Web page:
Articles Posted in Disparaging Remarks

I am by no means a licensed mental health professional, psychologist or psychiatrist; however if you have been a follower of my blog regarding divorce, child custody, or any family law issue you know that I constantly write about the psychological tolls that the cases take on my clients.  This is because I witness every day the psychological struggles that my clients go through.   Divorce is hard on everyone involved, no matter how you slice it.  Many people hear this, but do not actually understand until they are in the trenches.  However, it is so important to understand, for your mental and physical health, before you are in the trenches that this will be a difficult process and have a list of coping mechanisms to help you through it.

So many people fall into the trap of bitterness, anger and resentment and cannot get past those emotions.    While I will agree that your feelings are legitimate, you also need to work through those feelings so that you can get to the other side and feel a release.  Many people hang on, even after the divorce is finalized.  I have seen what this does to people, and I do not wish it on anyone.  Getting past that anger is not an easy feat, but one that is beyond necessary.

Also, divorce is difficult because it bring change—the familiarity is no longer there, you have to move, your holidays are not the same, you lose a pet, you have to split the time with the children, etc.  Change is so hard and I will be the first to admit that I hate it.  But, change is a part of life; in fact, life is about seasons and weathering those seasons.  How will you weather in a mentally healthy way?

You may be just beginning your divorce case or you may be in the middle.  Regardless of your current position, there are certain tips that will make this painful process much smoother in the grand scheme of things.  In fact, if you would follow these ten easy tips, you would be worlds ahead of other people going through divorces.

  1. Stress management.  There are a couple of ways our clients are able to work through the stress that occurs with a divorce; here are a couple of my recommendations: Research and find a counselor with whom you are comfortable.  I know, I know—most people hate the word “counseling” and feel as though it would not help them. But, so many of our clients attend counseling and I am amazed at the way they are able to process as we go through the divorce.  It does not matter if it is a pastor, licensed counselor, psychologist, psychiatrist, or a free clinic; you just need to talk to someone.  The emotional toll of the divorce can be so taxing and many people need help with coping; this includes you.  OR if you are not ready to take the counseling step, get out and exercise.  Or even better, you can do both.  Go for a walk with a friend, join a gym, or attend a fitness class that interests you.  Start a fitness routine and it will give you something to look forward to.  And remember what Elle Woods says, “Exercise gives you endorphins.  Endorphins make you happy.  Happy people just don’t shoot their husbands, they just don’t.”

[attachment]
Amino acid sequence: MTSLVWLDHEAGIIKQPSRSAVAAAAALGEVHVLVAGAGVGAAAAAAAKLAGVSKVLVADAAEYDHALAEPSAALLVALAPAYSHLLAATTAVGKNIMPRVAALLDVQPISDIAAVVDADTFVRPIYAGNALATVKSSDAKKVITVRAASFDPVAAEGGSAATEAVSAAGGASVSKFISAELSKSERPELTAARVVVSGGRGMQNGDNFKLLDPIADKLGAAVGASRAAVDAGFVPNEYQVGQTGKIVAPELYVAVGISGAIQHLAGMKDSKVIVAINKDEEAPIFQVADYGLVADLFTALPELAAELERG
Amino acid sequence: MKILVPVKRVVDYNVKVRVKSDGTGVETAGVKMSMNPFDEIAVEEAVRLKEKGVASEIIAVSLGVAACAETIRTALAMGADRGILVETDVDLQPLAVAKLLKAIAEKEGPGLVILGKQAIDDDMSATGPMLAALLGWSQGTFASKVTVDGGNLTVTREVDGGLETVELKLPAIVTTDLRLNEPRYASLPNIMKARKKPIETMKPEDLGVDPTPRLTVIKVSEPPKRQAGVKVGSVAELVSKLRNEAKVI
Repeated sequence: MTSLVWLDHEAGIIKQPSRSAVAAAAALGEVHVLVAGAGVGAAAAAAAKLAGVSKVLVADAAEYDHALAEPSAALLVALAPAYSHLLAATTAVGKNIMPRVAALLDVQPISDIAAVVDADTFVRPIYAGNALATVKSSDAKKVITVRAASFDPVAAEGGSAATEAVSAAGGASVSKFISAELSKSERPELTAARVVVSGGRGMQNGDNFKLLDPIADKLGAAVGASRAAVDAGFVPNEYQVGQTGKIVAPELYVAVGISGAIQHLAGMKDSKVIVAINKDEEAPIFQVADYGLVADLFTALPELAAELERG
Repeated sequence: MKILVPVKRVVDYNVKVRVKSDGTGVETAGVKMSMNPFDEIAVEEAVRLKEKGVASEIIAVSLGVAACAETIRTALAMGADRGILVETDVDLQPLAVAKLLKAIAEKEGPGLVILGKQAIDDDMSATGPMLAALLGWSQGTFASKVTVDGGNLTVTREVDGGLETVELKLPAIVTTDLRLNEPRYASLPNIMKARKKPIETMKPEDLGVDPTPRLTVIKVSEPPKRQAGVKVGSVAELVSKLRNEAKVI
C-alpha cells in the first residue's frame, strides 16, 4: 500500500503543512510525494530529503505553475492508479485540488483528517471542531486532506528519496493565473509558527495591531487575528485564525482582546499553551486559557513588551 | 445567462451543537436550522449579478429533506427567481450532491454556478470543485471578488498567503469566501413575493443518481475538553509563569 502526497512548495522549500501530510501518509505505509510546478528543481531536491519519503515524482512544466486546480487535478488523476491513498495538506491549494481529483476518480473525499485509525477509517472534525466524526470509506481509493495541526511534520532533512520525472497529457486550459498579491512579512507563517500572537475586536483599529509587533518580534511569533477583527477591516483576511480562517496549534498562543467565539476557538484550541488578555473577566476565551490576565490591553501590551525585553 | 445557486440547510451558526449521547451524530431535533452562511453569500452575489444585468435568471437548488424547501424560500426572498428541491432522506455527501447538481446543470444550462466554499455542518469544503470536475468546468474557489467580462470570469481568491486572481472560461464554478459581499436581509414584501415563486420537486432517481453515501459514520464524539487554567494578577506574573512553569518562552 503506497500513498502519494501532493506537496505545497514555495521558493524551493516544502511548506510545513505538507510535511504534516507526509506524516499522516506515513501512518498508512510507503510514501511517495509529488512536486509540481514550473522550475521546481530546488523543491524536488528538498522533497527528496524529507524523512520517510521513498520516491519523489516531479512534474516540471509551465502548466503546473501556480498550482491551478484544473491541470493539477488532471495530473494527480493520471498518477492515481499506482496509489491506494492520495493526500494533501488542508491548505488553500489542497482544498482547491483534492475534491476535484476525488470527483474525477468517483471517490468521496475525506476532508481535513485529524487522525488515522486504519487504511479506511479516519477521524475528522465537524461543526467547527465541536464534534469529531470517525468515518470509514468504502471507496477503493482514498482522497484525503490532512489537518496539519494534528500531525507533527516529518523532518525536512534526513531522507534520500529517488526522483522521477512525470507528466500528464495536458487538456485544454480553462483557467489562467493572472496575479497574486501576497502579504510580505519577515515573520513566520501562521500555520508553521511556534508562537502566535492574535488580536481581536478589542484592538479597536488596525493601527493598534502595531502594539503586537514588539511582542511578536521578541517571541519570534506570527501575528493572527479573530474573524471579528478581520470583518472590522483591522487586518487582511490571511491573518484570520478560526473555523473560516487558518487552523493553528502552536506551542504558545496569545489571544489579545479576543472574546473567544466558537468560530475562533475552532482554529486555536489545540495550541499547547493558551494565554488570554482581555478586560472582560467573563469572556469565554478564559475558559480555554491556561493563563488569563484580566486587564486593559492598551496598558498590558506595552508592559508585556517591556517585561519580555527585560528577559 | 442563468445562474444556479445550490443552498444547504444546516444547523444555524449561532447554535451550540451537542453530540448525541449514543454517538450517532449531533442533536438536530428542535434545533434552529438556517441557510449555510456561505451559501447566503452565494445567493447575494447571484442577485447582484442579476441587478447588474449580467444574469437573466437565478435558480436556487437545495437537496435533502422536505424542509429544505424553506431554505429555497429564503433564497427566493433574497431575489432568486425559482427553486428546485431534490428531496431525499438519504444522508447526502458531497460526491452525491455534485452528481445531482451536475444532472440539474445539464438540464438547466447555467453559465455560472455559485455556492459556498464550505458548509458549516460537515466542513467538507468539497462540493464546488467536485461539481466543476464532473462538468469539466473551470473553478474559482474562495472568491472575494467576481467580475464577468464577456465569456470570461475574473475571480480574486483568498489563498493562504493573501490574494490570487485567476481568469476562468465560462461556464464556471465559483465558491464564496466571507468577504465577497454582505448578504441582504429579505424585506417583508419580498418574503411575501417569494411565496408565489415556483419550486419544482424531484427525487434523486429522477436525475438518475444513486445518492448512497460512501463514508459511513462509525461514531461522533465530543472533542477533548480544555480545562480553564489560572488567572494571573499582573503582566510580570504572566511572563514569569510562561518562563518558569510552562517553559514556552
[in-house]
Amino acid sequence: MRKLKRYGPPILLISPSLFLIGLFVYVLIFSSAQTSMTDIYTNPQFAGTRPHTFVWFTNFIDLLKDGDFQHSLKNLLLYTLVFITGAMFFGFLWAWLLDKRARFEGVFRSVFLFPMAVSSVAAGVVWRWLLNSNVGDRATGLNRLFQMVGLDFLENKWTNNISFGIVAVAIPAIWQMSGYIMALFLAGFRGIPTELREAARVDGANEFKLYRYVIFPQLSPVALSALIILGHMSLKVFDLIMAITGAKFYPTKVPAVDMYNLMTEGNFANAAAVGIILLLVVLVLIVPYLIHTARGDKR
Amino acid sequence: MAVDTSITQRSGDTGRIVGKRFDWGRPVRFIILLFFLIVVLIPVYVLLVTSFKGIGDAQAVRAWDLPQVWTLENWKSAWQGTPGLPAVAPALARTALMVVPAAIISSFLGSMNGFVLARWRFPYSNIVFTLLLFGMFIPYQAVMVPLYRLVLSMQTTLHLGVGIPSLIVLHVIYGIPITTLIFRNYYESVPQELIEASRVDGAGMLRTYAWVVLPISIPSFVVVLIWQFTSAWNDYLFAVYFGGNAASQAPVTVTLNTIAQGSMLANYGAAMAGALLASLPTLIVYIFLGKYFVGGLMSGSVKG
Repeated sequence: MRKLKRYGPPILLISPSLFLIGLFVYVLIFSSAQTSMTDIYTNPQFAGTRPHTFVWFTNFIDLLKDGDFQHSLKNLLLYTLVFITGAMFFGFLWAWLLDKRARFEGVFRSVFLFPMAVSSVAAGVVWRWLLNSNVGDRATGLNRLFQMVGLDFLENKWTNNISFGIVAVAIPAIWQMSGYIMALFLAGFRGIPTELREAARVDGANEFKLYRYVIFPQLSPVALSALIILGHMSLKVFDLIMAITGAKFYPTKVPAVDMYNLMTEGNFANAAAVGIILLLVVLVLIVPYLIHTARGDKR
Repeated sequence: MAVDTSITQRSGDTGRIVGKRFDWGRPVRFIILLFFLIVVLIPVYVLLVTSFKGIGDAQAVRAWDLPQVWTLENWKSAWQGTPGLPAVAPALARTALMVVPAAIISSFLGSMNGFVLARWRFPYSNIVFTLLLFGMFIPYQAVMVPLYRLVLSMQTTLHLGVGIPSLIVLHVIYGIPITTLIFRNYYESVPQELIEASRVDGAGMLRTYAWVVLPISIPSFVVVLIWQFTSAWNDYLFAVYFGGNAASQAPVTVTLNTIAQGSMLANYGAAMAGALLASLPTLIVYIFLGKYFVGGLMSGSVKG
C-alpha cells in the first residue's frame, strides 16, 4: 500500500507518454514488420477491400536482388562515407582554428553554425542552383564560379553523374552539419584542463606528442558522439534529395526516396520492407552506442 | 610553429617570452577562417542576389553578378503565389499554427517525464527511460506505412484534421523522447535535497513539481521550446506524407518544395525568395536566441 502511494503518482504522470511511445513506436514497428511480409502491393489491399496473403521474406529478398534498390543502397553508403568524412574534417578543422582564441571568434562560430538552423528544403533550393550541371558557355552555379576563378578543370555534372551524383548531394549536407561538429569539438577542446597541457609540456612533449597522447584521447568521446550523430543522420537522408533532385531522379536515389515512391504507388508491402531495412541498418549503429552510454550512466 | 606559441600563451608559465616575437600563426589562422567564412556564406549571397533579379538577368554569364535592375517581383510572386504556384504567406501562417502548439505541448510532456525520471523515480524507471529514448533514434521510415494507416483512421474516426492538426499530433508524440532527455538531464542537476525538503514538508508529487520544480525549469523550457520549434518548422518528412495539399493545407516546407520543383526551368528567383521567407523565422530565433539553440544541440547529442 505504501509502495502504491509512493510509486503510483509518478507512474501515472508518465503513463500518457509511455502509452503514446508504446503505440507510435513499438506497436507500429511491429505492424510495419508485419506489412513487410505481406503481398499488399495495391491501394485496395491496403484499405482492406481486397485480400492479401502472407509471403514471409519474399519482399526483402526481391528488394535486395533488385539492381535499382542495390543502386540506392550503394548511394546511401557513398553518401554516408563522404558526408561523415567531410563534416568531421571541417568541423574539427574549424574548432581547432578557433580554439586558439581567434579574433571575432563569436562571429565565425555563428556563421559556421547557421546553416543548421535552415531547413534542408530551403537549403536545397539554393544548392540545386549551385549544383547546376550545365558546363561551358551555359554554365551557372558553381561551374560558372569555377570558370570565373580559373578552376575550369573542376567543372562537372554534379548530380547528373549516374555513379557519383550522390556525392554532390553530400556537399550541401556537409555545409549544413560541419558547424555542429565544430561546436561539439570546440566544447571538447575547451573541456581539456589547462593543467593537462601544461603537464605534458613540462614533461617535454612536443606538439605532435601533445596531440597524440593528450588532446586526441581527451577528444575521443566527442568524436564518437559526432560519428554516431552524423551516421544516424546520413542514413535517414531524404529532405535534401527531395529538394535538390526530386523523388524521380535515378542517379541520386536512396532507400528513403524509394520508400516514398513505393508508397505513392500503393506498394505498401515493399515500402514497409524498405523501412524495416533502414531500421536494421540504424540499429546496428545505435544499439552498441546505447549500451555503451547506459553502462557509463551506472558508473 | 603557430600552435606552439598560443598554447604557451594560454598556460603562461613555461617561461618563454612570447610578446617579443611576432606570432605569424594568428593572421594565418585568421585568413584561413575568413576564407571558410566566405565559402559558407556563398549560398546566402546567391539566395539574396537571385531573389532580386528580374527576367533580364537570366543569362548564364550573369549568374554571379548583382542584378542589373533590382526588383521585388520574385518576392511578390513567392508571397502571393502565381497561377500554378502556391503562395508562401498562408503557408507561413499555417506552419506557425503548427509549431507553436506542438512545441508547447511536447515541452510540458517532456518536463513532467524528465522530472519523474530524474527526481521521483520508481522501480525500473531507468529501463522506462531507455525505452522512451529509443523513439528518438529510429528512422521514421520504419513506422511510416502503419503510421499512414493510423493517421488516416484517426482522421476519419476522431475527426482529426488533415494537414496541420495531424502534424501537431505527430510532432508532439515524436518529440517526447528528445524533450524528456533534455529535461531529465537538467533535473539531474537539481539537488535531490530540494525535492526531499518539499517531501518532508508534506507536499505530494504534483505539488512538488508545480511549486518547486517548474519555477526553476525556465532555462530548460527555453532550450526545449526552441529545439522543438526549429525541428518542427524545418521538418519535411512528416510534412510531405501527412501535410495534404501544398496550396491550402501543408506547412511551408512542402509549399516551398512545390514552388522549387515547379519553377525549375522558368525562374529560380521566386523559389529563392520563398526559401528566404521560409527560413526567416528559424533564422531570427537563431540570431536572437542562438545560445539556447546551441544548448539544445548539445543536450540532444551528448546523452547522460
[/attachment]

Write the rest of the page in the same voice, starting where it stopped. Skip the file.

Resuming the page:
2. Keep off of social media.  I cannot stress enough—do not post anything on any social media account about your soon to be ex, their paramour, the children, the case, etc.   While it may feel good at the time, it will only hurt you in the long run.  All judges frown upon it and it will make the case harder than it already is.

You get your children back from your ex’s house after their visitation and they are openly telling you all about the divorce case, what your ex has called you and where you should go, etc.  You are appalled and upset that your children know anything about your case.  You call your ex and tell them that this is inappropriate to discuss with the children and they completely dismiss you.  You know that the judge clearly said that neither you nor your ex could discuss anything about the case with your children.

While the damage has already been done with your children with what they have overheard or discussed so far with your ex, there are some helpful requests that you could make to deter this type of behavior.  For starters, as long as your orders do not contain anything requiring an agreement before enrolling the children in counseling then you should do so.  Having a professional who can meet with the children, give them an outlet for their emotions as to the divorce, and help them process the effects of the divorce is such a positive movement forward when this type of situation arises.  If the professional meets with you and discusses any concerns with respect to what they are reporting about your ex, then their testimony can be used in a court hearing.

Additionally, if you do decide to pursue a contempt hearing against your ex for violating a court order (discussing the case with the children and making disparaging remarks about you), then you will need proof of such.  If your children are 10 or older most judges will talk with them and the children can tell the judge themselves what they have overheard or what they have been told.  If your children are too young or are too afraid to be put in the middle, then this would be where a professional’s testimony would be helpful.